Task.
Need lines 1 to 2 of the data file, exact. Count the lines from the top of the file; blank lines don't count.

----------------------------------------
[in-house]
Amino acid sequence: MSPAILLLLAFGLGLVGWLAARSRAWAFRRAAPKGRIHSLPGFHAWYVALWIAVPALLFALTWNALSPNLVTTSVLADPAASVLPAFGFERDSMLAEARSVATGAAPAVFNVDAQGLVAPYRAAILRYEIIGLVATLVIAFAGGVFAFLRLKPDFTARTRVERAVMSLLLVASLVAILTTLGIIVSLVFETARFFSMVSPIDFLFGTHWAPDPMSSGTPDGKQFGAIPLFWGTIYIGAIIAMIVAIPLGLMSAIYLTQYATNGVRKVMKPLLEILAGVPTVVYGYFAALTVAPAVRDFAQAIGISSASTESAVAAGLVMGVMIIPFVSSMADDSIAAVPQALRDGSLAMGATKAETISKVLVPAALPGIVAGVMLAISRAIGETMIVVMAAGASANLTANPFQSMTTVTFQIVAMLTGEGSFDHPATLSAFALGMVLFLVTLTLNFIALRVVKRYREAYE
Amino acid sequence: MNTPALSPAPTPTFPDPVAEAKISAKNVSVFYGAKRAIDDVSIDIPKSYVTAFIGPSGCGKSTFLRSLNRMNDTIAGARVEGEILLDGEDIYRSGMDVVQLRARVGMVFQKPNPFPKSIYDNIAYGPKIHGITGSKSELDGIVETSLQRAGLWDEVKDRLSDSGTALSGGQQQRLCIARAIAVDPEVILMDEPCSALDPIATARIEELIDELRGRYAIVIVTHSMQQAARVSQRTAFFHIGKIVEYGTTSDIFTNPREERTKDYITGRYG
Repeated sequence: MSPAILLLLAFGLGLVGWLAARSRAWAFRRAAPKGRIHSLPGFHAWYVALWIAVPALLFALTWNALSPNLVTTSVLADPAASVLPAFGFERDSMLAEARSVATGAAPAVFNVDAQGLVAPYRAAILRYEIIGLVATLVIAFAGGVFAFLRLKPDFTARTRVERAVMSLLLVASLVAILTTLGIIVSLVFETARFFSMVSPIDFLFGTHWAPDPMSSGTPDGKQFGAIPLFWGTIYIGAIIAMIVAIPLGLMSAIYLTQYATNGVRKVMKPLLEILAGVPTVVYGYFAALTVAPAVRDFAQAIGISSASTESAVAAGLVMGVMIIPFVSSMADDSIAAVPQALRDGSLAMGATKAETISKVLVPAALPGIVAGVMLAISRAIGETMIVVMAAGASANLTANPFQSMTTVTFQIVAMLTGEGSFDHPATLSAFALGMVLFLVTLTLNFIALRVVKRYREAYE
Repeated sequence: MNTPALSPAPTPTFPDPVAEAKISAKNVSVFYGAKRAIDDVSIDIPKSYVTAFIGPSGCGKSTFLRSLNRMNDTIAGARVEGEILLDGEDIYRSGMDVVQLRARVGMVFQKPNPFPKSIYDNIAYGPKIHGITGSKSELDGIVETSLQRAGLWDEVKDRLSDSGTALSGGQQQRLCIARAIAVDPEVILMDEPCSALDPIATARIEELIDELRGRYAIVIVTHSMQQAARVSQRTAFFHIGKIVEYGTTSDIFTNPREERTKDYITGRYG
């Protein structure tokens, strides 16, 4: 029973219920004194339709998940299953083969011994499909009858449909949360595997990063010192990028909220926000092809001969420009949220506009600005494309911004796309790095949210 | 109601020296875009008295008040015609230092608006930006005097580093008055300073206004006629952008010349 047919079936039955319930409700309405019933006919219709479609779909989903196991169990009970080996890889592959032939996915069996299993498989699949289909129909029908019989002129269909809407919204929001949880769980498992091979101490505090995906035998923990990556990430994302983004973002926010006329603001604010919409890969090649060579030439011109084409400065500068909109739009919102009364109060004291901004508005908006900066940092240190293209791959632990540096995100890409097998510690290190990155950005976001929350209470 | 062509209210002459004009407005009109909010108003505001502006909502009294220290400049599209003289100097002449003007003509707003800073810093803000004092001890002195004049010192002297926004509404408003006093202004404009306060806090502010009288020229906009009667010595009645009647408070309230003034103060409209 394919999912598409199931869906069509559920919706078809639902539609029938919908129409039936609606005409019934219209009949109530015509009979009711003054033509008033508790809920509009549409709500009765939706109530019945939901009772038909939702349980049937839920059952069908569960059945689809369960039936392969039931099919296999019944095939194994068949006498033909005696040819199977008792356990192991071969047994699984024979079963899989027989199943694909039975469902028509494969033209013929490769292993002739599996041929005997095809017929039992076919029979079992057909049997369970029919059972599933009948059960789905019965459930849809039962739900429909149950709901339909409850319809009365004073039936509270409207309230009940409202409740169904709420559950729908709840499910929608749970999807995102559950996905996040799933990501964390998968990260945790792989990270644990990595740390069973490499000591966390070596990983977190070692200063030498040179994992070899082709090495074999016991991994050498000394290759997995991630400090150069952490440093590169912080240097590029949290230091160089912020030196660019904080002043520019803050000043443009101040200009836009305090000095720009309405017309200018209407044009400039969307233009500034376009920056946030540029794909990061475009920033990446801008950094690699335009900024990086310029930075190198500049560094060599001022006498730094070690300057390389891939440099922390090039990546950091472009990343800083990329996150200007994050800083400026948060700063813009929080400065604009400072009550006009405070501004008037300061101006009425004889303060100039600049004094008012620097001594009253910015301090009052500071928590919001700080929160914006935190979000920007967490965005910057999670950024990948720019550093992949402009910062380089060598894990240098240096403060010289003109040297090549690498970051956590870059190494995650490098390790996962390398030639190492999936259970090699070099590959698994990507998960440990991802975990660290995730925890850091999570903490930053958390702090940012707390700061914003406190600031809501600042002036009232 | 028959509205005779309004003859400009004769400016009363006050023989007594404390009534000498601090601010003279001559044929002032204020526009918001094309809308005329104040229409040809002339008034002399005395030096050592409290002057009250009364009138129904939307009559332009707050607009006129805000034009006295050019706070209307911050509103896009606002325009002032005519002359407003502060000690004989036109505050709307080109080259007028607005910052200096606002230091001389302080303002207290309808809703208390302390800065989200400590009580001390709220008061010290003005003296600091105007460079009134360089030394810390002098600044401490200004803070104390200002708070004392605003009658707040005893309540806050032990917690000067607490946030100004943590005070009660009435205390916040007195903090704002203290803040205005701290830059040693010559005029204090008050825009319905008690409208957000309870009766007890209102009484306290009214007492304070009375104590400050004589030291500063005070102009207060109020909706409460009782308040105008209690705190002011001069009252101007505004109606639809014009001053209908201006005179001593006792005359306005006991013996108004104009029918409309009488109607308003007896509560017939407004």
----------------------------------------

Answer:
[in-house]
Amino acid sequence: MSPAILLLLAFGLGLVGWLAARSRAWAFRRAAPKGRIHSLPGFHAWYVALWIAVPALLFALTWNALSPNLVTTSVLADPAASVLPAFGFERDSMLAEARSVATGAAPAVFNVDAQGLVAPYRAAILRYEIIGLVATLVIAFAGGVFAFLRLKPDFTARTRVERAVMSLLLVASLVAILTTLGIIVSLVFETARFFSMVSPIDFLFGTHWAPDPMSSGTPDGKQFGAIPLFWGTIYIGAIIAMIVAIPLGLMSAIYLTQYATNGVRKVMKPLLEILAGVPTVVYGYFAALTVAPAVRDFAQAIGISSASTESAVAAGLVMGVMIIPFVSSMADDSIAAVPQALRDGSLAMGATKAETISKVLVPAALPGIVAGVMLAISRAIGETMIVVMAAGASANLTANPFQSMTTVTFQIVAMLTGEGSFDHPATLSAFALGMVLFLVTLTLNFIALRVVKRYREAYE